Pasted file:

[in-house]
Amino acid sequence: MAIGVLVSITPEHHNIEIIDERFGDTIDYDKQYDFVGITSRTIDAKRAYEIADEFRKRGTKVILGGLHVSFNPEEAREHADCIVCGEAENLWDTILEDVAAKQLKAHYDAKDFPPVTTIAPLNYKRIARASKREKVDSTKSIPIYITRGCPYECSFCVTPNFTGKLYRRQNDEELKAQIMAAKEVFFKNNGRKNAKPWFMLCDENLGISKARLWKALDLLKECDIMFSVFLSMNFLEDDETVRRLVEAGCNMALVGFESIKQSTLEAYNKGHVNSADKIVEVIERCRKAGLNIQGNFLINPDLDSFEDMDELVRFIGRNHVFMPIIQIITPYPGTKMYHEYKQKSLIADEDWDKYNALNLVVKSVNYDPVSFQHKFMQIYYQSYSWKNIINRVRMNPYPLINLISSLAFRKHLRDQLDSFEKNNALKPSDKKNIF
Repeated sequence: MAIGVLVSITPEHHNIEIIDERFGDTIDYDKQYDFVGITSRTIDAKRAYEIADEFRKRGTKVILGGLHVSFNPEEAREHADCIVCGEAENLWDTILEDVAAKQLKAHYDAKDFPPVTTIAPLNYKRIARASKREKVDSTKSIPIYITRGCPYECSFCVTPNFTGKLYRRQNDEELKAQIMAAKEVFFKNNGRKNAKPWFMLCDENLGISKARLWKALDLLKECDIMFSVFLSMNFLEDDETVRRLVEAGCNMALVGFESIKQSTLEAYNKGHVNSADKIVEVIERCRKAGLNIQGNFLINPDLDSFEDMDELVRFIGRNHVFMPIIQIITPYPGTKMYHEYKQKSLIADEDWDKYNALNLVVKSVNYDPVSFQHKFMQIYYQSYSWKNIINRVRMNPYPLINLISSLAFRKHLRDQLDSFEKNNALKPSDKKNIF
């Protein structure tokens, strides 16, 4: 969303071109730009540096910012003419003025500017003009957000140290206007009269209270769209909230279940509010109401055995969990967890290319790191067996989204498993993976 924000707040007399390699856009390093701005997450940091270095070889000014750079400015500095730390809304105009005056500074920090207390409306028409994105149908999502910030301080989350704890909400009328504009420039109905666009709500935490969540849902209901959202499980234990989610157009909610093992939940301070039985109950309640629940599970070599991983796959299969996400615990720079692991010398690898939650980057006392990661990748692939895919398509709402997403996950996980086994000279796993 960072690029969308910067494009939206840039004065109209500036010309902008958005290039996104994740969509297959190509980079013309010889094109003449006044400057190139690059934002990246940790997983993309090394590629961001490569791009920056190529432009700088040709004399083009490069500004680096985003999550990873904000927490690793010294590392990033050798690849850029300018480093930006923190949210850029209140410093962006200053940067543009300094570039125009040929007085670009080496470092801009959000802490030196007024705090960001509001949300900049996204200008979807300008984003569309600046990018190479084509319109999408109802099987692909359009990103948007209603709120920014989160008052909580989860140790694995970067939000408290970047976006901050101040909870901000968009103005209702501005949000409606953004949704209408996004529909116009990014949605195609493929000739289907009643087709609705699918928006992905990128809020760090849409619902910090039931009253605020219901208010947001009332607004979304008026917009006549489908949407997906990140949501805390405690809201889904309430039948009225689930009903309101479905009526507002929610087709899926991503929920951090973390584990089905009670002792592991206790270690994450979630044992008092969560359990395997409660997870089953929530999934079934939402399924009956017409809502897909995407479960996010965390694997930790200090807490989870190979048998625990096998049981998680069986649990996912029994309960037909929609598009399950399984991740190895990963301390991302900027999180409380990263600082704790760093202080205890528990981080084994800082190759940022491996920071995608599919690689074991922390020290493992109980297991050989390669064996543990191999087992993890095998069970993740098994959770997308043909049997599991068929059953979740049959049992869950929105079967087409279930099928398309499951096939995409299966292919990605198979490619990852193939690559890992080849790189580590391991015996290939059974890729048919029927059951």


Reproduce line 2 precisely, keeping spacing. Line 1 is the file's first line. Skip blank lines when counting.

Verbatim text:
Amino acid sequence: MAIGVLVSITPEHHNIEIIDERFGDTIDYDKQYDFVGITSRTIDAKRAYEIADEFRKRGTKVILGGLHVSFNPEEAREHADCIVCGEAENLWDTILEDVAAKQLKAHYDAKDFPPVTTIAPLNYKRIARASKREKVDSTKSIPIYITRGCPYECSFCVTPNFTGKLYRRQNDEELKAQIMAAKEVFFKNNGRKNAKPWFMLCDENLGISKARLWKALDLLKECDIMFSVFLSMNFLEDDETVRRLVEAGCNMALVGFESIKQSTLEAYNKGHVNSADKIVEVIERCRKAGLNIQGNFLINPDLDSFEDMDELVRFIGRNHVFMPIIQIITPYPGTKMYHEYKQKSLIADEDWDKYNALNLVVKSVNYDPVSFQHKFMQIYYQSYSWKNIINRVRMNPYPLINLISSLAFRKHLRDQLDSFEKNNALKPSDKKNIF